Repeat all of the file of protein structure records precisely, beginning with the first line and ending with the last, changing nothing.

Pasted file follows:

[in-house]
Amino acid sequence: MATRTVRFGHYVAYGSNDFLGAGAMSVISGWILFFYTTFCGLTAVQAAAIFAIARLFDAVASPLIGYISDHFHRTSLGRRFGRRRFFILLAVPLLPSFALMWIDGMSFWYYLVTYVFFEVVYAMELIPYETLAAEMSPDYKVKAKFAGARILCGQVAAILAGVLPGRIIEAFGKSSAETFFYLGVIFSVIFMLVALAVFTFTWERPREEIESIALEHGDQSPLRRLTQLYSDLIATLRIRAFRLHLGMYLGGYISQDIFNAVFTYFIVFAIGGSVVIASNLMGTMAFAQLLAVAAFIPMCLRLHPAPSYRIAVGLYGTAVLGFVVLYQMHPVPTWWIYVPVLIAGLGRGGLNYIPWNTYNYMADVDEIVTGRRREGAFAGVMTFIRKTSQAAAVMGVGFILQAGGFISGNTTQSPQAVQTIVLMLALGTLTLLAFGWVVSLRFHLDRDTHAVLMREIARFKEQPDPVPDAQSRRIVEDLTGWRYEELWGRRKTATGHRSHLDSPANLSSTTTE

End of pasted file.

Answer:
[in-house]
Amino acid sequence: MATRTVRFGHYVAYGSNDFLGAGAMSVISGWILFFYTTFCGLTAVQAAAIFAIARLFDAVASPLIGYISDHFHRTSLGRRFGRRRFFILLAVPLLPSFALMWIDGMSFWYYLVTYVFFEVVYAMELIPYETLAAEMSPDYKVKAKFAGARILCGQVAAILAGVLPGRIIEAFGKSSAETFFYLGVIFSVIFMLVALAVFTFTWERPREEIESIALEHGDQSPLRRLTQLYSDLIATLRIRAFRLHLGMYLGGYISQDIFNAVFTYFIVFAIGGSVVIASNLMGTMAFAQLLAVAAFIPMCLRLHPAPSYRIAVGLYGTAVLGFVVLYQMHPVPTWWIYVPVLIAGLGRGGLNYIPWNTYNYMADVDEIVTGRRREGAFAGVMTFIRKTSQAAAVMGVGFILQAGGFISGNTTQSPQAVQTIVLMLALGTLTLLAFGWVVSLRFHLDRDTHAVLMREIARFKEQPDPVPDAQSRRIVEDLTGWRYEELWGRRKTATGHRSHLDSPANLSSTTTE